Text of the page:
These indicate a danger which may be passed on all sides. They are erected on, or moored on or near danger. They should not be approached closely without special caution. They may be lighted, and they may be lettered.
Special marks have no lateral significance (meaning they don't tell you which side of the channel or river you may be on). These marks are used to mark a special feature or area. These include area limits for anchorages, fishing grounds, or dredging/spoil areas. These buoys may be lighted, and if they are it will be a fixed or flashing yellow light. Shape is optional, but usually follows the shape of the navigation buoys that it is positioned near.
Other Aids - Miscellaneous
Mooring buoys come in two different shapes; spherical and cylindrical. Both have white bodies with a solid blue horizontal band on the center of the buoy. Mooring buoys may have a white reflector, or a white light attached to them. Mooring buoys are the ONLY buoys to which you may legally tie your boat. Buoys are generally placed in marked anchorage areas, and you must take caution if you are traveling near buoy areas. Check your state boating guide for particular operating restrictions in anchorage areas.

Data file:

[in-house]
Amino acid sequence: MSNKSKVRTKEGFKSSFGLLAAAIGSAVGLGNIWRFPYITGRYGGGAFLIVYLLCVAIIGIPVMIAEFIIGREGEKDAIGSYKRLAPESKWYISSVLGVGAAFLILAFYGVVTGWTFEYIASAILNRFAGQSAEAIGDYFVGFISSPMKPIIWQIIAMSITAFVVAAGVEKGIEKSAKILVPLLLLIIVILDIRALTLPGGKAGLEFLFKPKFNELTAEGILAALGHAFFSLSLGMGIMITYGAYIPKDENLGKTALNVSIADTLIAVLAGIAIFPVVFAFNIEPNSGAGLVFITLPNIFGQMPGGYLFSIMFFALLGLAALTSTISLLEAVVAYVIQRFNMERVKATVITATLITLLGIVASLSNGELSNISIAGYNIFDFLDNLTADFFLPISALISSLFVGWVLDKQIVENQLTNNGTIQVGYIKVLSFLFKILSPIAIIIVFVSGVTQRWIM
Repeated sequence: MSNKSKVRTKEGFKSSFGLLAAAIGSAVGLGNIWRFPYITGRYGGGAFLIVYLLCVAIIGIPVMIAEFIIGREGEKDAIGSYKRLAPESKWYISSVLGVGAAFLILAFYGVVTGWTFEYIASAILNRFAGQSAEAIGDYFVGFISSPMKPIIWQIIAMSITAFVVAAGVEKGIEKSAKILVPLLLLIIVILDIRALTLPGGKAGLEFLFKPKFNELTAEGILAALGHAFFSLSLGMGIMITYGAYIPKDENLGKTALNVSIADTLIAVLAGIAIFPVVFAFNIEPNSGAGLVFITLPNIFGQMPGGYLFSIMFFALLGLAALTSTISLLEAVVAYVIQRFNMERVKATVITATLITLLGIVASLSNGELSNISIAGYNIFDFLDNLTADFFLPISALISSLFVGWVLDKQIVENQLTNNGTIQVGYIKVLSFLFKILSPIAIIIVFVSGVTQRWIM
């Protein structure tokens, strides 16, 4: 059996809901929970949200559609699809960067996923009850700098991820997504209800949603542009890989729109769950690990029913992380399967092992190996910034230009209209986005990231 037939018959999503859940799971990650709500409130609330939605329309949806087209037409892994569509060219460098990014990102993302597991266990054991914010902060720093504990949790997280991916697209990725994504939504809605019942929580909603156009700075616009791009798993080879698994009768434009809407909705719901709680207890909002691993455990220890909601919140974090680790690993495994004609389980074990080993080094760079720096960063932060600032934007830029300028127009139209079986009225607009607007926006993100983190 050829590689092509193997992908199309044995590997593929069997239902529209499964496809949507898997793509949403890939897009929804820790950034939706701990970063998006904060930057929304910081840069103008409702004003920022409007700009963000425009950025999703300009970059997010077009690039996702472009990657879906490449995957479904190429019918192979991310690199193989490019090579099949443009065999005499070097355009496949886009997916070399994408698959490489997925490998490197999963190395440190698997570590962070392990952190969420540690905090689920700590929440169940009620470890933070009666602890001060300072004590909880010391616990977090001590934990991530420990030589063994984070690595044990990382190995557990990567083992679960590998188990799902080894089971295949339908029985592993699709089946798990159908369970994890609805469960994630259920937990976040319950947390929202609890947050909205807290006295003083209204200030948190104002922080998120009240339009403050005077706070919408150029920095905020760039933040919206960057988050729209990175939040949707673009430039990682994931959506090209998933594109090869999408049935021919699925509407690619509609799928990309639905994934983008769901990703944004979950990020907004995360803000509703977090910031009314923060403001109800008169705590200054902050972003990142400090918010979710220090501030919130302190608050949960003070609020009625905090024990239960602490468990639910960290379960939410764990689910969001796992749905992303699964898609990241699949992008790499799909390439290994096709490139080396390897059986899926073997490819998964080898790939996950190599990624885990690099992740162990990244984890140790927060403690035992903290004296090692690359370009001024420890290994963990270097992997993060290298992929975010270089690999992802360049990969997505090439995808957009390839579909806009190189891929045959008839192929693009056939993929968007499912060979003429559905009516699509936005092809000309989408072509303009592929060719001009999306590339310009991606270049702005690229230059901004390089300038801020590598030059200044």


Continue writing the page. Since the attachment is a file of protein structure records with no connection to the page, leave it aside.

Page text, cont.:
These are pairs of unlighted or lighted fixed aids that when observed in line show the pilot to be on the centerline of a channel.
Regulatory Marks re designed to assist boaters by informing them of special restrictions or dangers that they are approaching. Regulatory marks are white "can" buoys that have an orange shape on them. The mark will give either a warning or instructions on how to proceed. The shape determines what type of mark it is.
- An open diamond shape signifies danger.
- A diamond with a cross in it signifies an exclusion area that you may not enter.
- A circle indicates an upcoming operating restriction, such as a speed limit.
- A square or rectangular shape is used for conveying instructions.
Uniform State Waterway Marking System
This system was originally intended for use by states on lakes and inland waterways that weren’t covered by nautical charts. The buoys used in the Uniform State Waterway Marking System (USWMS) used colors, shapes and marking patterns that differed greatly from the U.S. Aids to Navigation System (ATONS).